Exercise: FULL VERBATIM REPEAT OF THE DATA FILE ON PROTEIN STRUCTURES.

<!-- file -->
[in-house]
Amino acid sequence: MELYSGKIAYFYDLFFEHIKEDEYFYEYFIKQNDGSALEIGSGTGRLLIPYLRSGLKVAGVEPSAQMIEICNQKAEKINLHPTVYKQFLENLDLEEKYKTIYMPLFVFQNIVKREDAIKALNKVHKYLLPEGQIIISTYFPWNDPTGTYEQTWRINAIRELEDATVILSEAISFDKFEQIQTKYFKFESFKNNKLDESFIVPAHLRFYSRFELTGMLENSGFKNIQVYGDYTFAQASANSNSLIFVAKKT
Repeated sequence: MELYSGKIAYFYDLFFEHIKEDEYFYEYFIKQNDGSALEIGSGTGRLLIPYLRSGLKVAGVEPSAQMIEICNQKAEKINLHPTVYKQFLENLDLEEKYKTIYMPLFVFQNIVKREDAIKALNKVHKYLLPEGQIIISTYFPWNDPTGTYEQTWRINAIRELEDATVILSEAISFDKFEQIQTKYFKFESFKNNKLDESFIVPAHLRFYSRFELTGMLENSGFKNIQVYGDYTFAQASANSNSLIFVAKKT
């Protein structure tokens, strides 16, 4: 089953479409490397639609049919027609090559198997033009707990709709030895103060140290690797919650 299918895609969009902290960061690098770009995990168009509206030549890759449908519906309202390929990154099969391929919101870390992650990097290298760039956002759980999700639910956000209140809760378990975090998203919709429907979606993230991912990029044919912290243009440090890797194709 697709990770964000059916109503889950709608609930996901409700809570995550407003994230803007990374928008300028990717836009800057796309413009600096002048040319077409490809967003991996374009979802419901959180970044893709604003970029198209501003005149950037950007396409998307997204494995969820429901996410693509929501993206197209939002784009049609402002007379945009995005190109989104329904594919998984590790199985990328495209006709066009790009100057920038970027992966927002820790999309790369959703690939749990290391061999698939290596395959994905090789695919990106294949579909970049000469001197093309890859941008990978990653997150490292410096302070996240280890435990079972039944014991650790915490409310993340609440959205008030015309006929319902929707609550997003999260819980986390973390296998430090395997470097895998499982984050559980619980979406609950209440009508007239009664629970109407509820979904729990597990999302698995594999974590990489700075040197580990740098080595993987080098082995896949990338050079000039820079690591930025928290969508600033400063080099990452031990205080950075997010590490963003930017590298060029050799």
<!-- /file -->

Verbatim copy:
[in-house]
Amino acid sequence: MELYSGKIAYFYDLFFEHIKEDEYFYEYFIKQNDGSALEIGSGTGRLLIPYLRSGLKVAGVEPSAQMIEICNQKAEKINLHPTVYKQFLENLDLEEKYKTIYMPLFVFQNIVKREDAIKALNKVHKYLLPEGQIIISTYFPWNDPTGTYEQTWRINAIRELEDATVILSEAISFDKFEQIQTKYFKFESFKNNKLDESFIVPAHLRFYSRFELTGMLENSGFKNIQVYGDYTFAQASANSNSLIFVAKKT
Repeated sequence: MELYSGKIAYFYDLFFEHIKEDEYFYEYFIKQNDGSALEIGSGTGRLLIPYLRSGLKVAGVEPSAQMIEICNQKAEKINLHPTVYKQFLENLDLEEKYKTIYMPLFVFQNIVKREDAIKALNKVHKYLLPEGQIIISTYFPWNDPTGTYEQTWRINAIRELEDATVILSEAISFDKFEQIQTKYFKFESFKNNKLDESFIVPAHLRFYSRFELTGMLENSGFKNIQVYGDYTFAQASANSNSLIFVAKKT
């Protein structure tokens, strides 16, 4: 089953479409490397639609049919027609090559198997033009707990709709030895103060140290690797919650 299918895609969009902290960061690098770009995990168009509206030549890759449908519906309202390929990154099969391929919101870390992650990097290298760039956002759980999700639910956000209140809760378990975090998203919709429907979606993230991912990029044919912290243009440090890797194709 697709990770964000059916109503889950709608609930996901409700809570995550407003994230803007990374928008300028990717836009800057796309413009600096002048040319077409490809967003991996374009979802419901959180970044893709604003970029198209501003005149950037950007396409998307997204494995969820429901996410693509929501993206197209939002784009049609402002007379945009995005190109989104329904594919998984590790199985990328495209006709066009790009100057920038970027992966927002820790999309790369959703690939749990290391061999698939290596395959994905090789695919990106294949579909970049000469001197093309890859941008990978990653997150490292410096302070996240280890435990079972039944014991650790915490409310993340609440959205008030015309006929319902929707609550997003999260819980986390973390296998430090395997470097895998499982984050559980619980979406609950209440009508007239009664629970109407509820979904729990597990999302698995594999974590990489700075040197580990740098080595993987080098082995896949990338050079000039820079690591930025928290969508600033400063080099990452031990205080950075997010590490963003930017590298060029050799």